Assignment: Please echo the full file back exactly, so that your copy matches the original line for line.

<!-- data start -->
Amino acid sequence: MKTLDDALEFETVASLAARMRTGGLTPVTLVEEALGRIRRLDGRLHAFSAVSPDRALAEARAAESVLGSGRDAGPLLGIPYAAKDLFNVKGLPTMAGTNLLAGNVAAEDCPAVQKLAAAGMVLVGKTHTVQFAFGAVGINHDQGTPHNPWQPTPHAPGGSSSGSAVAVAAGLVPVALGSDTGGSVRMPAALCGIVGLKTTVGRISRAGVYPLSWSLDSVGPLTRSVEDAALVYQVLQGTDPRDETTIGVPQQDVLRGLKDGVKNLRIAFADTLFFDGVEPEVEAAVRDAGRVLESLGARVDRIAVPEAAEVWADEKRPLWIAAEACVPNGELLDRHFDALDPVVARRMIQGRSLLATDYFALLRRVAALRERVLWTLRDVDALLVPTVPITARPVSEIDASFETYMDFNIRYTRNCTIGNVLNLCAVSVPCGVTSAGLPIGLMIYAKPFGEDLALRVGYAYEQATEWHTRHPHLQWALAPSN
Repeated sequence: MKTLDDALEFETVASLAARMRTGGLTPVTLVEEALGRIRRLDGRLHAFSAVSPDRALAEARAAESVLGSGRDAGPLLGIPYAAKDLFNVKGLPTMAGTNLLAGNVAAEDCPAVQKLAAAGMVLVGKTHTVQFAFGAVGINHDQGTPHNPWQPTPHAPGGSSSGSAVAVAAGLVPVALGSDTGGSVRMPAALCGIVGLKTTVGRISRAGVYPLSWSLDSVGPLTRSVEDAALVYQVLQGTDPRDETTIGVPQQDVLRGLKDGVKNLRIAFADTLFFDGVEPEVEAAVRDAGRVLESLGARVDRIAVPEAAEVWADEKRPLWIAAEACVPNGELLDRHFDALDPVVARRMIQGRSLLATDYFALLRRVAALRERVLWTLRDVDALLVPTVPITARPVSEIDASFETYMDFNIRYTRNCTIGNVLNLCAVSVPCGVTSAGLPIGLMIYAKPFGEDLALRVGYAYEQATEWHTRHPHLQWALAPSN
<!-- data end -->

Amino acid sequence: MKTLDDALEFETVASLAARMRTGGLTPVTLVEEALGRIRRLDGRLHAFSAVSPDRALAEARAAESVLGSGRDAGPLLGIPYAAKDLFNVKGLPTMAGTNLLAGNVAAEDCPAVQKLAAAGMVLVGKTHTVQFAFGAVGINHDQGTPHNPWQPTPHAPGGSSSGSAVAVAAGLVPVALGSDTGGSVRMPAALCGIVGLKTTVGRISRAGVYPLSWSLDSVGPLTRSVEDAALVYQVLQGTDPRDETTIGVPQQDVLRGLKDGVKNLRIAFADTLFFDGVEPEVEAAVRDAGRVLESLGARVDRIAVPEAAEVWADEKRPLWIAAEACVPNGELLDRHFDALDPVVARRMIQGRSLLATDYFALLRRVAALRERVLWTLRDVDALLVPTVPITARPVSEIDASFETYMDFNIRYTRNCTIGNVLNLCAVSVPCGVTSAGLPIGLMIYAKPFGEDLALRVGYAYEQATEWHTRHPHLQWALAPSN
Repeated sequence: MKTLDDALEFETVASLAARMRTGGLTPVTLVEEALGRIRRLDGRLHAFSAVSPDRALAEARAAESVLGSGRDAGPLLGIPYAAKDLFNVKGLPTMAGTNLLAGNVAAEDCPAVQKLAAAGMVLVGKTHTVQFAFGAVGINHDQGTPHNPWQPTPHAPGGSSSGSAVAVAAGLVPVALGSDTGGSVRMPAALCGIVGLKTTVGRISRAGVYPLSWSLDSVGPLTRSVEDAALVYQVLQGTDPRDETTIGVPQQDVLRGLKDGVKNLRIAFADTLFFDGVEPEVEAAVRDAGRVLESLGARVDRIAVPEAAEVWADEKRPLWIAAEACVPNGELLDRHFDALDPVVARRMIQGRSLLATDYFALLRRVAALRERVLWTLRDVDALLVPTVPITARPVSEIDASFETYMDFNIRYTRNCTIGNVLNLCAVSVPCGVTSAGLPIGLMIYAKPFGEDLALRVGYAYEQATEWHTRHPHLQWALAPSN